BEIJING (Reuters) – The European Union has no intention of cutting ties with China even as the bloc takes steps to reduce economic dependencies and eliminate risk, but China “could do a lot” to help reduce perceptions of the risk. the EU trade chief said on Monday.
The EU has long complained about the lack of a level playing field in China and the politicization of the business environment. Concern turned to caution after Beijing’s decision to strengthen ties with Moscow despite the war in Ukraine.
Europe’s economic ties with China run deep, but China “could do a lot to help reduce our perception of risk,” Trade Commissioner Valdis Dombrovskis said in a speech at Beijing’s Tsinghua University.
China also unveiled new laws this year, including a foreign relations law that warns against “acts” harmful to China’s national interests and an anti-espionage law that prohibits the transfer of unspecified information linked to national security, which increases compliance risks for foreign companies.
“Its ambiguity leaves too much room for interpretation,” Dombrovskis said.
“This means that European companies are struggling to understand their compliance obligations: a factor that significantly decreases business confidence and deters new investments in China.”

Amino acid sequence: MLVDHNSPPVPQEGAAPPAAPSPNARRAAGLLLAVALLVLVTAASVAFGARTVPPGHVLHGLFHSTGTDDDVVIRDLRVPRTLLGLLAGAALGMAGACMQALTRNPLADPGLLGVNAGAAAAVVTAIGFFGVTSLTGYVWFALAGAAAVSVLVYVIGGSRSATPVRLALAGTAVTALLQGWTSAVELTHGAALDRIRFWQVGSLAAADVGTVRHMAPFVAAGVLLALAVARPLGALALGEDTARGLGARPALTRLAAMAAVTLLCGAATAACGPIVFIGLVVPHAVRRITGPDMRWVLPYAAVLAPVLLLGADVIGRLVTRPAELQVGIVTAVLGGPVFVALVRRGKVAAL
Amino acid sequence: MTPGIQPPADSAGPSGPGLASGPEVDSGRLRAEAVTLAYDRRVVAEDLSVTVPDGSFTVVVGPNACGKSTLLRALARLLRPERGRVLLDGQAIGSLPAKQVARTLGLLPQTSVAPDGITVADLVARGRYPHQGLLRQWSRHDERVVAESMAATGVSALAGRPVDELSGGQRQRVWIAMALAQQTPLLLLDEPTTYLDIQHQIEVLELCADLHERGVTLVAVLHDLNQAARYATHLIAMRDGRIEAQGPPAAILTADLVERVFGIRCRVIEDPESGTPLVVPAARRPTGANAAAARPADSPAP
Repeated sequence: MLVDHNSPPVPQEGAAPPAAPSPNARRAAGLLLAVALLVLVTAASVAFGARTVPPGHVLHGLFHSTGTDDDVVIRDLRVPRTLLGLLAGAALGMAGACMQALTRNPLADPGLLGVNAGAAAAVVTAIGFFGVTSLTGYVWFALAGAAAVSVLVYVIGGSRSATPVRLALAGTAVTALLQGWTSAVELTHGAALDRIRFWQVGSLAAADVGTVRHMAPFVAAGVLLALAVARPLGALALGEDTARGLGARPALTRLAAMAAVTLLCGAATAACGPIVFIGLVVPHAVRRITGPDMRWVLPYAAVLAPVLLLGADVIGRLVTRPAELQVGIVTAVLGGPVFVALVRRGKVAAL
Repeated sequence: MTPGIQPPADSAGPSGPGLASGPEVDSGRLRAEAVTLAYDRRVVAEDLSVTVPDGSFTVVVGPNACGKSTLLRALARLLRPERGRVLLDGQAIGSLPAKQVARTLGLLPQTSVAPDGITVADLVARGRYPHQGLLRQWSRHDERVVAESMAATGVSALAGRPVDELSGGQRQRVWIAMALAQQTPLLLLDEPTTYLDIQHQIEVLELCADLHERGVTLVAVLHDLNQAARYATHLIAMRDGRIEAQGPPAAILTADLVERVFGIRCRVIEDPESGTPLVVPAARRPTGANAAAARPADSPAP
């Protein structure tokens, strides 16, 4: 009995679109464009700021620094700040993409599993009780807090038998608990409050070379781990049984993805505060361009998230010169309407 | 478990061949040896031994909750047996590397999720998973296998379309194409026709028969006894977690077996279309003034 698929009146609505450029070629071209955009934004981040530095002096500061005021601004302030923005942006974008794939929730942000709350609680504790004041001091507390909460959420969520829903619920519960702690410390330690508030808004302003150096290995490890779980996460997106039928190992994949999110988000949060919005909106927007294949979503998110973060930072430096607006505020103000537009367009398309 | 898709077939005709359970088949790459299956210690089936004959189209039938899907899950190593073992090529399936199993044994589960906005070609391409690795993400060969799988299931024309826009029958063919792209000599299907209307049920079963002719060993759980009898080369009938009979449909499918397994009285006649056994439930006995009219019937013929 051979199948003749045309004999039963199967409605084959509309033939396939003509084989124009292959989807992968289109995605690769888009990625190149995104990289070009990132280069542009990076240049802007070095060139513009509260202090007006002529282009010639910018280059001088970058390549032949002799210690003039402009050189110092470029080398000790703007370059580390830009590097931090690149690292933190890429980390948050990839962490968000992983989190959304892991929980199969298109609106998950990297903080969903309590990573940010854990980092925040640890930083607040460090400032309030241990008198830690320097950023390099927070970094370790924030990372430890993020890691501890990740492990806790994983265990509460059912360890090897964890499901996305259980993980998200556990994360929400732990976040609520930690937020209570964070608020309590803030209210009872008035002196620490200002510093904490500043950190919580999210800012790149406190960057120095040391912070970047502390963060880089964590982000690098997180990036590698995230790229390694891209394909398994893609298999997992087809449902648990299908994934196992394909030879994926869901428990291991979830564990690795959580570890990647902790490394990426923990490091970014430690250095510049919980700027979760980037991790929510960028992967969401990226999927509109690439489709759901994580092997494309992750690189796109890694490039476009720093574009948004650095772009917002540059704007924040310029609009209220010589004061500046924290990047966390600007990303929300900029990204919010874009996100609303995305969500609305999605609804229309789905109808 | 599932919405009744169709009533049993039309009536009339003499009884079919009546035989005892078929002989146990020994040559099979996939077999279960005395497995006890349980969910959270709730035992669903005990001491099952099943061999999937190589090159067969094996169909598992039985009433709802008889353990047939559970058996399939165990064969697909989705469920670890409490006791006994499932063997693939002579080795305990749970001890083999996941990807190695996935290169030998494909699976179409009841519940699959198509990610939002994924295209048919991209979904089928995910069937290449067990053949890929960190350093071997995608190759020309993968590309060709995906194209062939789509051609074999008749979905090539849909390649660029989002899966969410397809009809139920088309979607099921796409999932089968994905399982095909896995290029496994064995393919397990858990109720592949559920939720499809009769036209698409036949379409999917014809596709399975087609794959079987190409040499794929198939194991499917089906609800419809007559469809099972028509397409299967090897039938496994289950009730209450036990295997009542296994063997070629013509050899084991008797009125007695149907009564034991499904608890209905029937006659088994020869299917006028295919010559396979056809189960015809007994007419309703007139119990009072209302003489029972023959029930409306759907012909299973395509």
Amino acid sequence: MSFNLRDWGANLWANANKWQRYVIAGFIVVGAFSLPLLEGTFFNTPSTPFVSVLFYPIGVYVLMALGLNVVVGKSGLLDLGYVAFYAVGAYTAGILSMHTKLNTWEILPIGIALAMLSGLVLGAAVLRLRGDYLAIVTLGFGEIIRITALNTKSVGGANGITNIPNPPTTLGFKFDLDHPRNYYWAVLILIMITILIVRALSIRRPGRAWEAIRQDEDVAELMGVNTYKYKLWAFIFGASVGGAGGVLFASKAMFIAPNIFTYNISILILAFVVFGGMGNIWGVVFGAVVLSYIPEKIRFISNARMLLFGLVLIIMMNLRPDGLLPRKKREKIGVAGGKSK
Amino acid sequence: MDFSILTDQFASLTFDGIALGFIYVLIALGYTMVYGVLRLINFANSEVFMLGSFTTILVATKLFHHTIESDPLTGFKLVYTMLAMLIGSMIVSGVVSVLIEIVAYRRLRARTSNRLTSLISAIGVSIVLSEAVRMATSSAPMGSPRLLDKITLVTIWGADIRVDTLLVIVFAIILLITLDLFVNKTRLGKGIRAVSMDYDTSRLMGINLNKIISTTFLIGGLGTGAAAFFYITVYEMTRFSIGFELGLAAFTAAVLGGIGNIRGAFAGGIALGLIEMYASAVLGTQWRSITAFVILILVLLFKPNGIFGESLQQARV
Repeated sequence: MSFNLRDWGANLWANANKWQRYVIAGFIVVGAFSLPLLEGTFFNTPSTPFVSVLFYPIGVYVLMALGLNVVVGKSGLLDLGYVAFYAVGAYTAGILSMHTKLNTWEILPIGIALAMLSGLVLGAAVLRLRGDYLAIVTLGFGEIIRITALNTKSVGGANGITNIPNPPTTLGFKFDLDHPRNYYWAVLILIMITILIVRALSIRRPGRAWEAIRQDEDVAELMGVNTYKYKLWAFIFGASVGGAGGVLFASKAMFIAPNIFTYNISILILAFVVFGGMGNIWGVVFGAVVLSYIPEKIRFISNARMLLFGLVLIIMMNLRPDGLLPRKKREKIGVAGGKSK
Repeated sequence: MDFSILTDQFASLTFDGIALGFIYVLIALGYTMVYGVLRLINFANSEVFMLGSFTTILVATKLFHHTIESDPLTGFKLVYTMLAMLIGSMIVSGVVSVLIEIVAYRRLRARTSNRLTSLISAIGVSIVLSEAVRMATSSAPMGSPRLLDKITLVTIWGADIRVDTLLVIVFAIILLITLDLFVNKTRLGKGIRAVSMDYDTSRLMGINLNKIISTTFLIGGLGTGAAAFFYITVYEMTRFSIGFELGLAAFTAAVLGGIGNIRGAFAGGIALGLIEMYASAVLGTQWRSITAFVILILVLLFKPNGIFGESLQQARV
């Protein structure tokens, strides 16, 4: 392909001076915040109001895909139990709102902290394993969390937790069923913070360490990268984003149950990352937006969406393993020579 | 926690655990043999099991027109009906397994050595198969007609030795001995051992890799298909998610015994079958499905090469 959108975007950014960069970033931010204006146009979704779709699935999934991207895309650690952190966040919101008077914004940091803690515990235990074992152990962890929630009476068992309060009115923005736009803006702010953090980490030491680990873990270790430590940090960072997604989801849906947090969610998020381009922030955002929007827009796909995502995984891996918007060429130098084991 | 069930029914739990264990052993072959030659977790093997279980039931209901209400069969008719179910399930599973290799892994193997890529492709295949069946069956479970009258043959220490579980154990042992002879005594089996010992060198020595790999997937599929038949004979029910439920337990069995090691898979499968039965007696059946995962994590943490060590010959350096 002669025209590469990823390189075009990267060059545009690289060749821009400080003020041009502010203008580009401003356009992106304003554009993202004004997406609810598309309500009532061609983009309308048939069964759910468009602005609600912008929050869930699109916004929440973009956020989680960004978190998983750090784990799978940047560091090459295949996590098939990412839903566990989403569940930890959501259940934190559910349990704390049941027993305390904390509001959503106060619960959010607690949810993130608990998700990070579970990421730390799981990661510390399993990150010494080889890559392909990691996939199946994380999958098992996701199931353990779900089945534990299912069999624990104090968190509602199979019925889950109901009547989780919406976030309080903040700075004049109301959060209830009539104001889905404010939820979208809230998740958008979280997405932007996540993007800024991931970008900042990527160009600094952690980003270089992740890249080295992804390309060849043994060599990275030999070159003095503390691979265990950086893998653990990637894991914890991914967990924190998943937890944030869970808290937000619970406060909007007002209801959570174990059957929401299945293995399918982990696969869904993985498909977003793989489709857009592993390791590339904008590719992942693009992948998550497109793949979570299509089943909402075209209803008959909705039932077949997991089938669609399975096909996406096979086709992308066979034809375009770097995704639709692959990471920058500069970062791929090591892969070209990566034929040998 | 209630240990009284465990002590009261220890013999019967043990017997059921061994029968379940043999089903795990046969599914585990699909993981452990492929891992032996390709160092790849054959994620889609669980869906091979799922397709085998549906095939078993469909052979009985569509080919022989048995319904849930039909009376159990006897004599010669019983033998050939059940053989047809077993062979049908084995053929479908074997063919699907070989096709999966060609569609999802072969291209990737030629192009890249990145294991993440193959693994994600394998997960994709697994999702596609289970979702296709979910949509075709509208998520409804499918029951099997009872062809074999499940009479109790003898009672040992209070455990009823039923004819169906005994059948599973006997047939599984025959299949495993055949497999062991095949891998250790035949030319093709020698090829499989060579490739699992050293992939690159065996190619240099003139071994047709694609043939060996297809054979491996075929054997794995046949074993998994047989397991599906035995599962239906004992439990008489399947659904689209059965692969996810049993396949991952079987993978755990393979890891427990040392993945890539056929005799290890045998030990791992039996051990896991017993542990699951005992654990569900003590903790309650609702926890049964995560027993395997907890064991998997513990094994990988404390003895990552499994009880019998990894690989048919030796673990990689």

Dombrovskis is expected to share his concerns with Chinese Vice Premier He Lifeng at a high-level economic and trade dialogue in Beijing on Monday.
He is also expected to reiterate the EU’s discontent over trade imbalances. The EU’s trade deficit with China widened to $276.6 billion in 2022 from $208.4 billion a year earlier, Chinese customs data shows.
At the same time, China will press Dombrovskis to explain the EU’s risk reduction strategy.
“Our strategy is not protectionist and is independent of each country,” said Dombrovskis.
Just as Europe is moving away from Russian oil, gas and coal, the EU is assessing its dependence on China for some raw materials and components, as well as the factors driving the competitiveness of some Chinese products on the European market.
The European Commission recently stated that it would investigate whether to impose rates to protect European producers from a “flood” of imports of cheaper Chinese electric vehicles that it says benefit from state subsidies.
The EU said it was open to competition, including in the electric vehicle sector, but that competition had to be fair. China has called the investigation protectionist.
“The European side has repeatedly assured the Chinese side that ‘reducing risks’ does not mean ‘decoupling,'” Chinese nationalist tabloid Global Times wrote in an editorial.
“We believe they are sincere in saying this. However, we cannot firmly accept and oppose the use of trade protectionism to ‘de-risk’,” he said.
Reporting by Ryan Woo, Bernard Orr and Yew Lun Tian; Editing by Himani Sarkar and Jacqueline Wong
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